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EIR released for Huasna oil project 

click to enlarge PHASE 1 :  If approved by the county, Excelaron plans to drill from four exploratory wells on the Mankins Ranch in Huasna Valley, with as many as eight additional wells if the first prove to be successful. - FILE PHOTO BY STEVE E. MILLER
  • FILE PHOTO BY STEVE E. MILLER
  • PHASE 1 : If approved by the county, Excelaron plans to drill from four exploratory wells on the Mankins Ranch in Huasna Valley, with as many as eight additional wells if the first prove to be successful.

A draft Environmental Impact Report (EIR) has officially detailed the impacts 12 potential oil wells would bring to the remote Huasna Valley.

The report, released June 17, lists five potentially unavoidable environmental impacts that would result from the project.

Headed by Excelaron, a local subsidiary of the Australian Oil Company, the project was first proposed in 2007. Company officials originally said they planned to drill only four wells, and the project was slated to go through the approval process under a Mitigated Negative Declaration. However, a group of Huasna residents known as the Huasna Valley Association (HVA) countered company assertions with their own suspicions that the project’s true scope hadn’t been fully disclosed.

In 2009, Excelaron withdrew its first application. Soon after, it resubmitted a plan to drill four exploratory wells, then another eight wells if the first were found to produce enough oil. The new project was required to have a more stringent EIR.

The release of the current draft EIR signals a 45-day comment period, after which county officials will review the comments and begin formal public hearings on the project. San Luis Obispo County planning commissioners are tentatively scheduled to hold the first public hearing on Nov. 10. HVA members requested a 15-day extension to submit comments given the scope of the EIR, but were denied any extra time.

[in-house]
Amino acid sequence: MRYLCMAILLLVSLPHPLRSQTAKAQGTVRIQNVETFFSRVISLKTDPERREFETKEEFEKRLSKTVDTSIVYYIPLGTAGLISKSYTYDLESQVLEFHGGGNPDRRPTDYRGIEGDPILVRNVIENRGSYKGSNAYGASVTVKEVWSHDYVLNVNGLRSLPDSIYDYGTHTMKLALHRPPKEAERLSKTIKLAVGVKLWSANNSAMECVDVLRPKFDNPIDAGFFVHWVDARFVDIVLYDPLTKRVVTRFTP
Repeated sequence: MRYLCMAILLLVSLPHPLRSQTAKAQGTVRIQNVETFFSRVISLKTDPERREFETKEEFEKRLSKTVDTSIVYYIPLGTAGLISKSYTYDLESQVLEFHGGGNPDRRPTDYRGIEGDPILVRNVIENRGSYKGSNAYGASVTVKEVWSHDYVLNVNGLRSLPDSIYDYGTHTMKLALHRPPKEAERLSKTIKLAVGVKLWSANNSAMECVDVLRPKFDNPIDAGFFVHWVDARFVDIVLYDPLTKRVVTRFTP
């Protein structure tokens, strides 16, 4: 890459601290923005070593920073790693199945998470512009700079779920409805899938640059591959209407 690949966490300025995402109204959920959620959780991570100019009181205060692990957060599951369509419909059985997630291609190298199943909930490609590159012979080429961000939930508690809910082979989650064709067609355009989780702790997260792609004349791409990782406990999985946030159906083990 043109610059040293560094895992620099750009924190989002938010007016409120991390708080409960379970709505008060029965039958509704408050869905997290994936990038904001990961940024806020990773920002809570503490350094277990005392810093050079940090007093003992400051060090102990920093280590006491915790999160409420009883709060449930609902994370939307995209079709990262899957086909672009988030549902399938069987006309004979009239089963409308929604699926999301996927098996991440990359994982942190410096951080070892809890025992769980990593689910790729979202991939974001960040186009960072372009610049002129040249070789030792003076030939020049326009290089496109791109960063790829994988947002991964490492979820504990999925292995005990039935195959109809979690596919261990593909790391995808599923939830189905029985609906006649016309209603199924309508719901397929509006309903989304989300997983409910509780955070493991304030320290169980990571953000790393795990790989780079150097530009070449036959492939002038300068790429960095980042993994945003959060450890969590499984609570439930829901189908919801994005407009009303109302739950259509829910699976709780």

“Our initial examination is that there’s a number of Class 1 significant impacts which are going to change the nature of the Huasna Valley,” HVA coordinator and Huasna resident Ron Skinner said.

The most severe impacts include obscuring scenic vistas, odors from oil vapors, potential biological impacts in light of an oil spill, and noise, according to the draft EIR. Other mitigatable impacts include traffic from oil-hauling truck trips and the potential for pollutants to flow into water sources.

Carol Florence of Excelaron’s representative, Oasis Associates, said the draft EIR was a vindication because many of the impacts are less than significant or can be mitigated.

“Excelaron is committed to mitigating all of these concerns,” she said.

Residents are concerned that the EIR’s scope seems to go beyond what they were told at the last scoping meeting in January 2010. According to Skinner, the project outlined in the EIR will require more electricity and propane than the last description indicated, which has residents worried the 12 wells are just the beginning of larger plans.Florence said the increase is likely a “worst-case scenario” of the power necessary to drive the project and not indicative of a larger project scope.

On Feb. 17, Excelaron’s principal investor in the Huasna project, United Hunter Oil & Gas Corporation (UHO), announced it had oil exploration leases on 4,068 acres of Porter Ranch, which is also in Huasna Valley. In a letter to investors, the company said “it is possible that two exploration wells could be drilled as soon as approvals are granted by the county.”

Excelaron officials have maintained that the Huasna project will not expand in scope or become, as residents worry, like the Price Canyon oil fields outside the city of San Luis Obispo.

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